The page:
Post Mortem Changes

Written by Dr. D. Rao

Deals with study of death in all its aspects.

Death Two Types

  1. Somatic Death/Clinical/Systemic Death.
    (few minutes after death)
    It is the complete and irreversible stoppage of the circulation,respiration and Brain Function
  2. Molecular Death
    (Few minute to hours)
    It is death of tissues and cells individually which takes place usually in 1-2hours after stoppage of vital functions.
Brain death
  1. Cortical Death
  2. Brainstem Death
  3. Combination of a & b.
Medicolegal aspects of Brain Death:
It is the confirmatory sign of Death which is very vital for-
  • Organ transplantation
  • Criminal responsibility
Vegetative state:
In this the patient breathes spontaneously, has a stable circulation and shows cycle of eye opening and closing which may simulate sleep and waking, but is unaware of the self and the environment.

The patient appears to be asleep and shows little or no spontaneous activity, responding only to vigorous stimulation and than lapsing back to somnolence.
Beating Heart Donor:

After Brain stem death has been established the retention of the patient on the ventilator facilitates a fully oxygenated cadaver transplant.

Suspended Animation
In this condition signs of life are not found, as the functions are interrupted for some time or are reduced to minimum.However Life continues and resuscitation is successful in such cases.

Agonal Period.
It is the time between lethal occurrence and death. This period is variable and Various activity have been reportedly performed by the victim.

Cause of Death.
It is the disease or the injury responsible for starting the  sequence of events, which are brief or prolonged and which produced death. It consists of Two Parts First parts includes framed in the following order i.e. a).Immediate Cause, b) Antecedent Cause., c) Underlying Cause. Second Part includes other Contributing Causes directly or indirectly Leading to Death besides the Interval of onset of the Terminal symptoms and the Death .

Manner of Death.:
Is the way in which the cause of death was produced-Natural and Unnatural i.e.Accident,Suicide and Homicide.

Mechanism of death:
It is the physiological or biochemical disturbances, produced by the cause of death which is incompatible with life eg. Shock, sepsis, Metabolic acidosis and alkalosis,Ventricullar fibrillation,etc.

Modes of Death:
Asphyxia, Coma and Syncope


Changes in the Body after Death


A knowledge of the signs of death help to differentiate death from suspended animation. The changes which taken place may be helpful in estimation of the approximate time of death. the signs of death appear in the following order.

1. Immediate (somatic death)
  1. Insensibility and loss of voluntary power
  2. Cessation of respiration
  3. Cessation of circulation
2. Early (cellular death)
  1. Pallor and loss of elasticity of skin
  2. Changes in the eye
  3. Primary flaccidity of muscles.
  4. Cooling of the body
  5. Post-mortem lividity
  6. Rigor mortis
3. Late (decomposition and decay)
  1. Putrefaction
  2. Adipocere formation
  3. Mummification
(apparent death): In this condition signs of life are not found, as the functions are interrupted for some time, or are reduced to minimum. However, life continues and resuscitation is successful in such cases. The metabolic rate is so reduced that the requirement of individual cell for oxygen is satisfied through the use of oxygen dissolved in the body fluids. In freezing of the body, or in severe drug poisoning of the brain, the activity of brain can completely stop and in some cases start again. Suspended animation may be produced voluntarily. Practitioners of yoga can pass into a trance, death-like in character. Involuntary suspension of animation lasting from a few seconds to half-an-hour or more may be found in newborn infants, drowning, electrocution, cholera, after anesthesia, shock, sunstroke, cerebral concussion, insanity, etc. The patient can be resuscitated by cardiac massage or electric stimulator and artificial respiration.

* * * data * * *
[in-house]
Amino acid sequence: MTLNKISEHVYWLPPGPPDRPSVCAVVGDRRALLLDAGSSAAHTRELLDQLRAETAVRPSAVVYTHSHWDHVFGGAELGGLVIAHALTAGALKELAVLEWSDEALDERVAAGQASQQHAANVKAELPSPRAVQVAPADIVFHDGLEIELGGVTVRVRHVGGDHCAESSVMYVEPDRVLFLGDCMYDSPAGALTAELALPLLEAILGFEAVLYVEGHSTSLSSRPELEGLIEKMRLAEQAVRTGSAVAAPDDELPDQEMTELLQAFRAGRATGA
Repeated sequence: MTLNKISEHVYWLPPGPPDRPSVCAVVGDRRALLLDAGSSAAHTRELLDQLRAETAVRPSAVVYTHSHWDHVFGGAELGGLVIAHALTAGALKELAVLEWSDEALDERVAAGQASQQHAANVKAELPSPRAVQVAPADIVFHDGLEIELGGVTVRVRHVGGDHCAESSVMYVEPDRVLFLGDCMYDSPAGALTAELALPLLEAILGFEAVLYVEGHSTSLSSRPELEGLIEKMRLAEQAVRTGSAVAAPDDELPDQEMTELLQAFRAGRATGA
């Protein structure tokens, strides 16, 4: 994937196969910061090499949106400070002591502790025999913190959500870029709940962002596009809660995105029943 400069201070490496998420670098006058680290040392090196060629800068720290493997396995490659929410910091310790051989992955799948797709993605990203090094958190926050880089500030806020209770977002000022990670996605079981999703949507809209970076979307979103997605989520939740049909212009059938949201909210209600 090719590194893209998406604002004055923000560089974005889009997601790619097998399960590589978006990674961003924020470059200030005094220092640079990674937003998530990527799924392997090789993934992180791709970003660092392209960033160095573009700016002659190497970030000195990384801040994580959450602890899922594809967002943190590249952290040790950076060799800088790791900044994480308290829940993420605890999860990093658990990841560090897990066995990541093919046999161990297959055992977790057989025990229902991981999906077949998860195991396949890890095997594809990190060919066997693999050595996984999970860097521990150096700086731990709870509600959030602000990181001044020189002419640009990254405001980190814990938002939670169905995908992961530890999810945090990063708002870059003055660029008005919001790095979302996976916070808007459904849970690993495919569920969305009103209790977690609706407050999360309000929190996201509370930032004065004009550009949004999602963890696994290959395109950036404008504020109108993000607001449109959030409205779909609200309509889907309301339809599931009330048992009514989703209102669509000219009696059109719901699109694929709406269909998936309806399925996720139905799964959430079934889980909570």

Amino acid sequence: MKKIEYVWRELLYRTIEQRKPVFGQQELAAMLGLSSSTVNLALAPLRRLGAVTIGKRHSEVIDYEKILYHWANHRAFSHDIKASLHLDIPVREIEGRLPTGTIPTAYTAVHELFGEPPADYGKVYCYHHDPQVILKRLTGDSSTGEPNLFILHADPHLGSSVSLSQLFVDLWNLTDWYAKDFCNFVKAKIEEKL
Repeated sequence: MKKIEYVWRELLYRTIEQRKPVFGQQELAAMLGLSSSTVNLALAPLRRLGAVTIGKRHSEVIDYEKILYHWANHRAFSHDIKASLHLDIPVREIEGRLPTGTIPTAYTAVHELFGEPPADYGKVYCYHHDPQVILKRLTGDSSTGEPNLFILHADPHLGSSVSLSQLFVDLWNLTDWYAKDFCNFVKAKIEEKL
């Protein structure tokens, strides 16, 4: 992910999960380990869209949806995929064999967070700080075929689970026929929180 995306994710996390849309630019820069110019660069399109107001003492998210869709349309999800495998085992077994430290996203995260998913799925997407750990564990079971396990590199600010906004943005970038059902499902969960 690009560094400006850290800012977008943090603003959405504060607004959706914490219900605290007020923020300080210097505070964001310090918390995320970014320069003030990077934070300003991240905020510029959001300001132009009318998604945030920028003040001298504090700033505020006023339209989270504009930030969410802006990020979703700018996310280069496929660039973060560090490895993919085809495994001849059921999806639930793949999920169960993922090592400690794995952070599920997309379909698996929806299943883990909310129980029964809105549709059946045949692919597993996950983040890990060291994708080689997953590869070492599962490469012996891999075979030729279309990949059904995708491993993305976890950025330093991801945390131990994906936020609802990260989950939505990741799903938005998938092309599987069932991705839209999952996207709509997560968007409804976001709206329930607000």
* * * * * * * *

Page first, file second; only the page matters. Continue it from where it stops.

Skin becomes pale and ashy-white and loses elasticity within a few minutes of death. the lips appear brownish, dry and hard due to drying.

  1. Loss of Corneal Reflex:
  2. Opacity of the cornea:
  3. Flaccidity f the eyeball:
  4. Pupils: Soon after death, pupils are slightly dilated, because of the relaxation of muscles of the iris. Later, they are constricted with the onset of rigor mortis of the constrictor muscles and evaporation of fluid. As such, their state after death is not an indication of their ante-mortem appearance. Occasionally, rigor mortis may affect ciliary muscles of iris unequally, so that one pupil is larger than the other. If different segments of the same iris are unequally affected, the pupil may be irregularly oval or have an eccentric position in the iris. The pupils react to atropine and eserine for about an hour after death, but they do not react to strong light. The shape of the pupil cannot be changed by pressure during life, but after death, if pressure is applied by fingers on two or more sides of the eyeball, the pupil may become oval, triangular or polygonal.
  5. Retinal vessels: Fragmentation or segmentation [trucking] of the blood columns in the retinal vessels appear within minutes after death, and persists for about an hour. This occurs all over the body due to loss of blood pressure but it can be seen only in retina by ophthalmascope. The retina is pale for the first two hours. At about six hours, the disk outline is hazy and becomes blurred in 7 to 10 hours.
  6. Chemical changes: A steady rise in the potassium values occur in the vitreous humour after death.